It all started much too comfortably for the Cards. The first five pitches out of Cincinnati starter Luis Castillo’s hands were all fastballs (averaging 97.3 mph). Matt Carpenter launched the second one over the centerfield wall. Paul DeJong collected an infield single on the fourth. The fifth was ball one to Paul Goldschmidt.
It was a less than dazzling start from a highly regarded young right-hander who would end up dominating the Cardinals and earning his sixth victory that night.
In fact, the Cardinals would never score again, and Cincinnati would break St Louis’ four game winning streak, 4-1 (box score).
With his sixth pitch, he threw his first slider of the night. On his sixth pitch to Goldschmidt, Paul grounded out on a change.
Through the first batter in the third – Goldschmidt, again, who walked – it was Castillo who seemed uncomfortable. His command of the fastball was inconsistent. The slider and change also eluded him from time to time.
The first 12 Cardinal batters had 2 hits (including the home run) and 4 walks. But only the one run. After that, it was all Castillo. He set down the last 12 batters to face him – six on strikeouts.
The difference was the growing confidence in and command of that slider (and especially that wipeout change) that allowed him to throw any of his pitches – and throw them for strikes – at any time. Five of the last six strikeouts came on the change-up (all swinging). After the first two batters hit the second pitch, only two of the last 22 he faced put either the first or second pitch into play. DeJong grounded out on an 0-1 slider in the second, and Marcell Ozuna flew out on a first pitch slider in the sixth.
The Cardinals would get plenty of fastballs from Luis (mostly on the corners, and some of them as hot as 98 mph), but they could never tell when, and could never sit on it, even when they were ahead in the count.
Of the 24 batters that faced Castillo in his six innings, 13 got first pitch fastballs, and 5 others got the fastball on the second pitch. Luis threw first-pitch strikes to 12 of those Cardinal hitters. Nine of those first pitch strikes were fastballs – and 8 of those were taken for called strikes.
In fact, of the 13 first-pitch fastballs thrown by Castillo, only one was swung at. That’s quite a trick against a team that’s looking to hit the fastball early in the count. And evidence that not too many Cards enjoyed a comfortable evening at the plate.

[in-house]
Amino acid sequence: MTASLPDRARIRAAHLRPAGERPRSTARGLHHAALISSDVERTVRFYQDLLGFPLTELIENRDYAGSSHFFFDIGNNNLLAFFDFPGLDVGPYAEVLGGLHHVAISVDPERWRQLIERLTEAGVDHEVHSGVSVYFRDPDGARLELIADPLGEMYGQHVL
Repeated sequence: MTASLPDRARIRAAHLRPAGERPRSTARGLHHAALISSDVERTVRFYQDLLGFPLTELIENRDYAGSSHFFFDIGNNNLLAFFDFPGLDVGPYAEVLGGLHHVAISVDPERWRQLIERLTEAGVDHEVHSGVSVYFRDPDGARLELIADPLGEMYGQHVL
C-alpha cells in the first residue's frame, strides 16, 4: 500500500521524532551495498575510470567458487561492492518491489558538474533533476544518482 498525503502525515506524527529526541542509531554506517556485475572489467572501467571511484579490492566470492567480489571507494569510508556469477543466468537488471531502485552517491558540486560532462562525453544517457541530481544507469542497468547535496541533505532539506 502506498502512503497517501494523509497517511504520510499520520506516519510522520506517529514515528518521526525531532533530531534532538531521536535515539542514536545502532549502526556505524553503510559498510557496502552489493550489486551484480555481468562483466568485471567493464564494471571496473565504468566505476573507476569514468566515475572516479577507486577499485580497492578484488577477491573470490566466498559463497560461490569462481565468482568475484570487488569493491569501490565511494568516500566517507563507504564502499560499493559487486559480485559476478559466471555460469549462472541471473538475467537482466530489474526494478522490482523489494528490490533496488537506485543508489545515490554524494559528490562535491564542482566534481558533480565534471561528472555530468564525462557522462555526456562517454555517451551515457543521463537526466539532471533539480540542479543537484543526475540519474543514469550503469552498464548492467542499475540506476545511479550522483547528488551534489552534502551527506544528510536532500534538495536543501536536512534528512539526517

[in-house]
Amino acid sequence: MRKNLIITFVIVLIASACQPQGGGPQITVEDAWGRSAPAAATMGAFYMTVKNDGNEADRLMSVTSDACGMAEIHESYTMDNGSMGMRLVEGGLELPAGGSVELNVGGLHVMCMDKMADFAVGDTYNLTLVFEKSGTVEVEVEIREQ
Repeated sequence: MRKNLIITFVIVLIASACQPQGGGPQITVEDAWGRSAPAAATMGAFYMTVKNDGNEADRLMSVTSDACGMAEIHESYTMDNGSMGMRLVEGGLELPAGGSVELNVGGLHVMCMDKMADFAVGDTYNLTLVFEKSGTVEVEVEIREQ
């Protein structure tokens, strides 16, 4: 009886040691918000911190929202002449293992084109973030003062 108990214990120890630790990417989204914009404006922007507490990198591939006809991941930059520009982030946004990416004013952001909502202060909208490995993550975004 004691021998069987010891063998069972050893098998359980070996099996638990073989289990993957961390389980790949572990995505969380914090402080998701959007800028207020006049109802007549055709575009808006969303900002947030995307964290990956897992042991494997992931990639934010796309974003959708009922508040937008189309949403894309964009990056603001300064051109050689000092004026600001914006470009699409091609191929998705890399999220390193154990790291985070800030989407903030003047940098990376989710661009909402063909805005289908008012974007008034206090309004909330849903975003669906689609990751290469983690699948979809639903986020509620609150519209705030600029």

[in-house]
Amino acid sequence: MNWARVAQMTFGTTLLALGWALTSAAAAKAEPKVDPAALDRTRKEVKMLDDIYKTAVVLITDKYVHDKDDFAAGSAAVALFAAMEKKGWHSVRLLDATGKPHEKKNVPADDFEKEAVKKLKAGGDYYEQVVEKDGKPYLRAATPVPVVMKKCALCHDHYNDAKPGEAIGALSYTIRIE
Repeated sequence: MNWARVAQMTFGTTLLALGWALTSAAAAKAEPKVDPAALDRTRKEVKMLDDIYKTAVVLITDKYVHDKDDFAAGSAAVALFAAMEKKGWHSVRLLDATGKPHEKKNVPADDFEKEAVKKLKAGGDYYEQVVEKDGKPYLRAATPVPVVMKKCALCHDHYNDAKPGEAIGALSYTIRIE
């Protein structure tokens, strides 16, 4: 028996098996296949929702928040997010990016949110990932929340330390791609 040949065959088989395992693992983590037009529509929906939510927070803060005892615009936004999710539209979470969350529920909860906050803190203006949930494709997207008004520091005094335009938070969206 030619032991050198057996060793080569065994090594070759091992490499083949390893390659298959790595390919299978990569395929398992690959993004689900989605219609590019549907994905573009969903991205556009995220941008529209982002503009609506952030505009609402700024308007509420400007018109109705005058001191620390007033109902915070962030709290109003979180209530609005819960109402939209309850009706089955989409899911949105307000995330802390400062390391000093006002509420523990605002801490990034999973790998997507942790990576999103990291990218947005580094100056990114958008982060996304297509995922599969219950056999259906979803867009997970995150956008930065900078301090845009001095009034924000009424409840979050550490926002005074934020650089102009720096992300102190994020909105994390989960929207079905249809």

Offensive Difficulties Extended
It was an impressive display from Cincinnati’s best pitcher, but it nonetheless continues St Louis’ on-going offensive struggles. Since they rang up 14 runs on Atlanta on May 14, St Louis is hitting .215 and scoring 3.76 runs per game over its last 17 games.
Matt Wieters is hitting his first little dry spell after inheriting the catching job from the injured Yadier Molina. In his first 3 games as the starter, Matt went 6 for 11. But he was hitless in 4 at bats last night, and is now 1 for his last 12 (with 5 strikeouts).
Red hot when he was promoted to the leadoff spot ten games ago, Dexter Fowler immediately plunged into an offensive tailspin reminiscent of 2018. Hitless last night in 4 at bats, Dexter is 3 for 31 (.097) over his last 10 games. He finished at .171 in May (12 for 70), and is just 7 for 53 (.132) over the last 17 games.
After being knocked around in his first trip out of the bullpen, Michael Wacha entered in the fifth inning of this one and settled things down, looking much more like the Wacha we expected to see this year. He pitched 2.2 innings, giving no runs of his own (although he did allow an inherited run to score) and showing much improved velocity.
Wacha is still getting an awfully high number of his first pitches hit, and hit hard. Two of the 7 he faced last night hit his first pitch, and both got singles. In May, 24 of the 108 batters he faced hit his first pitch – a 22.2% clip that is about double the league average. Those batters hit .500 (12 for 24) with 3 doubles and 4 home runs.
One of the low profile arms in the Cardinal bullpen, Tyler Webb has been throwing quite well of late. He retired all four batters he faced last night, and over his last 8 innings has allowed just 1 run on 3 hits. In 11.1 innings in May, Webb posted a 3.18 ERA and a .135 batting average against.
Tyler hasn’t allowed a home run since the last time Cincinnati was in town – on April 26. That was 55 batters, 13.2 innings, and 227 pitches ago.
Matt Carpenter’s first inning home run meant that St Louis has scored first in 6 of the last 8 games. They are only 3-3 in those games.
The Cards have now lost the first game of 5 of the last 6 series. They went 0-3-1 in the previous 4.
With last night’s six-hit effort, the team batting average now slips to .249 for the season.